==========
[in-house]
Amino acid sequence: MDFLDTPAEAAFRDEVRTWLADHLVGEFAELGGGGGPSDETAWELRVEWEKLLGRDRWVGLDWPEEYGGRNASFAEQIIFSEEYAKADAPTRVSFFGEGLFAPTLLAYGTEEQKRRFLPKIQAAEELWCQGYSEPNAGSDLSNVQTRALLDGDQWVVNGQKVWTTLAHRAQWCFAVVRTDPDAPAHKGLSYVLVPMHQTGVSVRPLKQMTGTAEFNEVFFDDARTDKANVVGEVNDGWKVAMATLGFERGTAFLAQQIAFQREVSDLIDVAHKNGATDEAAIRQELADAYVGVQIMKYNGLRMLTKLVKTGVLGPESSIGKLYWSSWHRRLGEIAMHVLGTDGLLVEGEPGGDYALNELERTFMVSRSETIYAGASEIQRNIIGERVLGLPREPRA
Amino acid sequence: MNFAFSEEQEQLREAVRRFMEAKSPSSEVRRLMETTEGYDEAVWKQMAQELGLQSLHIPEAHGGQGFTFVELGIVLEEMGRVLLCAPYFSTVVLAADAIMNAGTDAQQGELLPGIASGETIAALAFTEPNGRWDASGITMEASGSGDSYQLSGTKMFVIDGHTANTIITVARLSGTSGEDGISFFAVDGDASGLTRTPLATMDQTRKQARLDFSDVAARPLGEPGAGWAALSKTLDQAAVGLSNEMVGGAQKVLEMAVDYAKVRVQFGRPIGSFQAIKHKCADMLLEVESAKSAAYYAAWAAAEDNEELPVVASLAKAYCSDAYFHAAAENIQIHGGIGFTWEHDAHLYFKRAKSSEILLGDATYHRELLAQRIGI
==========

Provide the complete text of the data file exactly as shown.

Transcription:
[in-house]
Amino acid sequence: MDFLDTPAEAAFRDEVRTWLADHLVGEFAELGGGGGPSDETAWELRVEWEKLLGRDRWVGLDWPEEYGGRNASFAEQIIFSEEYAKADAPTRVSFFGEGLFAPTLLAYGTEEQKRRFLPKIQAAEELWCQGYSEPNAGSDLSNVQTRALLDGDQWVVNGQKVWTTLAHRAQWCFAVVRTDPDAPAHKGLSYVLVPMHQTGVSVRPLKQMTGTAEFNEVFFDDARTDKANVVGEVNDGWKVAMATLGFERGTAFLAQQIAFQREVSDLIDVAHKNGATDEAAIRQELADAYVGVQIMKYNGLRMLTKLVKTGVLGPESSIGKLYWSSWHRRLGEIAMHVLGTDGLLVEGEPGGDYALNELERTFMVSRSETIYAGASEIQRNIIGERVLGLPREPRA
Amino acid sequence: MNFAFSEEQEQLREAVRRFMEAKSPSSEVRRLMETTEGYDEAVWKQMAQELGLQSLHIPEAHGGQGFTFVELGIVLEEMGRVLLCAPYFSTVVLAADAIMNAGTDAQQGELLPGIASGETIAALAFTEPNGRWDASGITMEASGSGDSYQLSGTKMFVIDGHTANTIITVARLSGTSGEDGISFFAVDGDASGLTRTPLATMDQTRKQARLDFSDVAARPLGEPGAGWAALSKTLDQAAVGLSNEMVGGAQKVLEMAVDYAKVRVQFGRPIGSFQAIKHKCADMLLEVESAKSAAYYAAWAAAEDNEELPVVASLAKAYCSDAYFHAAAENIQIHGGIGFTWEHDAHLYFKRAKSSEILLGDATYHRELLAQRIGI